9. In this Order, the Commission now extends, for three years, the Commission's prior determination to grandfather those health care providers who were eligible under the Commission's definition of “rural” prior to the Second Report and Order. This has no effect on any parties that do not currently participate in the rural health care support program. It does not create any additional burden on small entities. The Commission believes that this action imposes a minimal burden on the vast majority of entities, small and large, that are affected by this action.

10. Therefore, the Commission certifies that the requirements of the order will not have a significant economic impact on a substantial number of small entities.

11. In addition, the order and this final certification will be sent to the Chief Counsel for Advocacy of the SBA, and will be published in the Federal Register.

V. Ordering Clauses

12. Pursuant to the authority contained in sections 1, 4(i), 4(j), 201-205, 214, 254, and 403 of the Communications Act of 1934, as amended, 47 U.S.C. 151, 154(i), 154(j), 201-205, 214, 254, and 403, this Order on Reconsideration is adopted.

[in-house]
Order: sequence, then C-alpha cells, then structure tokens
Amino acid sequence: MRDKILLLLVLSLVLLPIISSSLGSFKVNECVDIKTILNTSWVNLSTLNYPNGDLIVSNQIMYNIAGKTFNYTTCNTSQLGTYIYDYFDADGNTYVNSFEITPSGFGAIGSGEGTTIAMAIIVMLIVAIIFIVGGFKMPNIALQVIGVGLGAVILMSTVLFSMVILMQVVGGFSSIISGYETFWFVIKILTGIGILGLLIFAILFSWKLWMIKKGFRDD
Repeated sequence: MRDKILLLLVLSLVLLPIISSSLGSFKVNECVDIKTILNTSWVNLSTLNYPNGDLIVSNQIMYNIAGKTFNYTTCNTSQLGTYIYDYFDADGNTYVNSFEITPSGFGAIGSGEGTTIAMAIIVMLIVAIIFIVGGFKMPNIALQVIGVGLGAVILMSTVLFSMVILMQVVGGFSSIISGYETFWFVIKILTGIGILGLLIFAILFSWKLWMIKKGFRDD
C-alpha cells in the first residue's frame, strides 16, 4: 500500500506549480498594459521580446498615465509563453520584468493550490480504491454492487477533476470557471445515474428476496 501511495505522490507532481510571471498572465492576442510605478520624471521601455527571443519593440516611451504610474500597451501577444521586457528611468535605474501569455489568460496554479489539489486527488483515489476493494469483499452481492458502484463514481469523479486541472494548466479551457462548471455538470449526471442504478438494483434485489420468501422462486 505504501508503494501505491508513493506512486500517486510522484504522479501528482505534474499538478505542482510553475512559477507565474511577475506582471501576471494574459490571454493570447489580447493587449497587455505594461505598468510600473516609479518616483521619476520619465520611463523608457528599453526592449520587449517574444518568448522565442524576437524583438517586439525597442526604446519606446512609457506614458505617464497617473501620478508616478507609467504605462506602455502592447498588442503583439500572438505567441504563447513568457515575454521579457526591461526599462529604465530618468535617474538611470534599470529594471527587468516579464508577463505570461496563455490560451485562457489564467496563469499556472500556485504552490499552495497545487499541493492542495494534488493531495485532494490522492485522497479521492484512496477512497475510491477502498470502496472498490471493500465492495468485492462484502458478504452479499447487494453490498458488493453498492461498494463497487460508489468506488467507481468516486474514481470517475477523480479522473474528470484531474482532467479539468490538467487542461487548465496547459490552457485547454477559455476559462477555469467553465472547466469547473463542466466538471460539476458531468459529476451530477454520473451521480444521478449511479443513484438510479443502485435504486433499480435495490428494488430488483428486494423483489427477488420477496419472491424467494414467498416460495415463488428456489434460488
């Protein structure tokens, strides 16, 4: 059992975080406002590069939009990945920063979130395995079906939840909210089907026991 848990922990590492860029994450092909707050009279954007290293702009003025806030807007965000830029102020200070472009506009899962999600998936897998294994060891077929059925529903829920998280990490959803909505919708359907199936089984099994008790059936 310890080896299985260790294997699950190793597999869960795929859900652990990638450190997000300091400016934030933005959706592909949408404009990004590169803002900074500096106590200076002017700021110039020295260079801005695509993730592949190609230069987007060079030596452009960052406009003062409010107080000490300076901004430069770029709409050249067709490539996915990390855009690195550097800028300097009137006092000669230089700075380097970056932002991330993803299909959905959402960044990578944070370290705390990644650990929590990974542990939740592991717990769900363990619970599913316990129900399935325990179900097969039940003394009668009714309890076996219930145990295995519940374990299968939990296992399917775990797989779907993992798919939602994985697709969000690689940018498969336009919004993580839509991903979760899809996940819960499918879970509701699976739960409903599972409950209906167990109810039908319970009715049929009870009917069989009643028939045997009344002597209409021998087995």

13. It is further ordered that, pursuant to the authority contained in sections [1, 4(i), 4(j), 10, 201-205, 214, 254, and 403] of the Communications Act of 1934, as amended, [47 U.S.C. 151, 154(i), 154(j), 201-205, 214, 254, and 403,] the Petition for Reconsideration filed by the American Telemedicine Association on March 7, 2005 is granted to the extent described herein.

14. It is further ordered that Part 54 of the Commission's rules, 47 CFR Part 54, is amended as set forth in Final Rules attached hereto, effective May 12, 2008 of this Order on Reconsideration.

15. It is further ordered that the Commission's Consumer and Governmental Affairs Bureau, Reference Information Center, shall send a copy of this Order on Reconsideration, to the Chief Counsel for Advocacy of the Small Business Administration.